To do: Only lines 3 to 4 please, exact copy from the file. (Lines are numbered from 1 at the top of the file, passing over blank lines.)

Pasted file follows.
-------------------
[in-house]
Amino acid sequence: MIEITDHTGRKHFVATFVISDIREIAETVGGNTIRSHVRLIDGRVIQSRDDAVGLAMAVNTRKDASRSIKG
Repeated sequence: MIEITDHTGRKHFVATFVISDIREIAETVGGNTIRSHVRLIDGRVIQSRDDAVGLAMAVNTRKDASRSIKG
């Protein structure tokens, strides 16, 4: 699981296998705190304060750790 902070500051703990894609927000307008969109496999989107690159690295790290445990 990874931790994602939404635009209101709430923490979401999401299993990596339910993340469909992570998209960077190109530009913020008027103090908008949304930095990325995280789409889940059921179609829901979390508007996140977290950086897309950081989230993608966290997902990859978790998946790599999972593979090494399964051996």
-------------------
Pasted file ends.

Repeated sequence: MIEITDHTGRKHFVATFVISDIREIAETVGGNTIRSHVRLIDGRVIQSRDDAVGLAMAVNTRKDASRSIKG
């Protein structure tokens, strides 16, 4: 699981296998705190304060750790 902070500051703990894609927000307008969109496999989107690159690295790290445990 990874931790994602939404635009209101709430923490979401999401299993990596339910993340469909992570998209960077190109530009913020008027103090908008949304930095990325995280789409889940059921179609829901979390508007996140977290950086897309950081989230993608966290997902990859978790998946790599999972593979090494399964051996």